New Huber Heights manager Dzik is studying growth issues, city amenities

City finally filled manager role after bumpy two-year process; Richard Dzik previously led Mount Vernon, northeast of Columbus



Less than two weeks into his newly appointed role as city manager of Huber Heights, Richard Dzik had hit the ground running.

“The first week has been like the hearts and minds tour, where everybody is getting to know everybody,” Dzik said this week. “I’ve set as many meetings as I can to meet people in between keeping the ball rolling on everything else.”

After more than two years without a permanent city manager, Huber Heights council voted in August to hire Dzik, whose first day was Sept. 11.

Though he’d been considered for the job last year, Dzik failed to garner the support of enough council members at the time. This time around, the resolution to hire Dzik was approved in a 7-1 vote as an emergency, which waves the requirement for a second reading. Councilman Ed Lyons was the lone dissenter.

A native of Cleveland, Dzik is relocating to Huber Heights from Mount Vernon, where he most recently served as the safety service director since December 2019, supervising the city’s departments of code enforcement, engineering, fire, police, parks, streets, utilities, and “building, lands and cemetery,” according to the city’s web site. Mount Vernon has a population of about 17,000 people and sits about 40 miles northeast of Columbus.

Prior to that, Dzik served as a Mount Vernon firefighter, before landing a job as director of the Knox County 911 Center, a role he continued for five years.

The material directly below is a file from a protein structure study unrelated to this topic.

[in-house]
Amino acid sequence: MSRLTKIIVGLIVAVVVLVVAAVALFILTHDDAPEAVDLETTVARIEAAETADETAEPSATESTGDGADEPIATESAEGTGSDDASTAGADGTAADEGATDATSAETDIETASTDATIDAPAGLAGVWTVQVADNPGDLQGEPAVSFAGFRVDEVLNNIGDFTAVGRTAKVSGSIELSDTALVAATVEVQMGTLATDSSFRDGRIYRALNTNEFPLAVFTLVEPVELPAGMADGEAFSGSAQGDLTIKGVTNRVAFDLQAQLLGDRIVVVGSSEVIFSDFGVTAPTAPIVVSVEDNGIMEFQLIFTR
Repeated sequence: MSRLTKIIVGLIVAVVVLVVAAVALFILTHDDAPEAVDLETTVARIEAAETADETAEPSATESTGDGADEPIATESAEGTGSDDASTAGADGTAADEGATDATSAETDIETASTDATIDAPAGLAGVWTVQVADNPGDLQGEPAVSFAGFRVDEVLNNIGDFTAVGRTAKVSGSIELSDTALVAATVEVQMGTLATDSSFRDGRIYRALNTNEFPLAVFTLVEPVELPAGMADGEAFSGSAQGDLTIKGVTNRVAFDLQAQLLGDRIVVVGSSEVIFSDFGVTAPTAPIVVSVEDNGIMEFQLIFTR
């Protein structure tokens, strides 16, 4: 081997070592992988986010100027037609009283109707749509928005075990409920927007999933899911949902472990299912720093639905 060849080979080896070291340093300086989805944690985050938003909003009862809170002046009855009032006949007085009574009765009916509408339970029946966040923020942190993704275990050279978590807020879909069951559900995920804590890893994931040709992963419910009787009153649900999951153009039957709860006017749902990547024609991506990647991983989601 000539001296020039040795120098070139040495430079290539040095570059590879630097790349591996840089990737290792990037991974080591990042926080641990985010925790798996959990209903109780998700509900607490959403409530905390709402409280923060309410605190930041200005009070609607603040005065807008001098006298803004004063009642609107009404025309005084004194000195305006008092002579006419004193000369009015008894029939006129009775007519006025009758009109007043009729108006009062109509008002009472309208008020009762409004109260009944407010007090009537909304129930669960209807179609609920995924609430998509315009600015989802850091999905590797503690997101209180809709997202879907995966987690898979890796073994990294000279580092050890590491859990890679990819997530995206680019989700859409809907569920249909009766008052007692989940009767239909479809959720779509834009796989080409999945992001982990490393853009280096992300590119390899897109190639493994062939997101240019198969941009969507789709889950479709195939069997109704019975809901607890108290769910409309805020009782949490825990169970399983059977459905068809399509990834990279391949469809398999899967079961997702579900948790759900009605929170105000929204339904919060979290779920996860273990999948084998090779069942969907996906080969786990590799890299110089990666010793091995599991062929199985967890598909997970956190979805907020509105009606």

Dzik said he was ready for a new opportunity when he learned about the Huber Heights position.

“I knew I wanted to join a council-manager type of government because the coordination between the council and city manager is something that isn’t always present in other types of governments, so that was a big draw for me,” he said.

The city itself was another big draw for Dzik.

Credit: Tom Gilliam

Credit: Tom Gilliam

“The community is beautiful and the city really does invest in itself. I have friends from Mount Vernon who visit five or six times a year just to go to the Rose Music Center, so the city is pulling people from all over the state to experience Huber Heights,” he said. “Along with the beautiful parks, amenities, and economic development that brings a lot of businesses and residents; it’s very modern and a beautiful part of the Miami Valley.”

Dzik highlighted the city’s fast-paced growth in recent years, noting that he’s excited to dig into the economic development aspect of the job to ensure Huber Heights is offering “top notch” amenities, with a goal to provide quality experiences for residents and visitors alike.

He does, however, recognize and acknowledge the concerns of some residents who may feel Huber Heights is growing at an impetuous pace. Dzik said he aims to meet in the middle with those who appreciate the growth and those who are more hesitant.

“I think this is common in any community,” Dzik said. “What I can say to these groups is we can still grow as a community while retaining our character. That will be the task for myself, council and staff over the next number of years.”

About the Author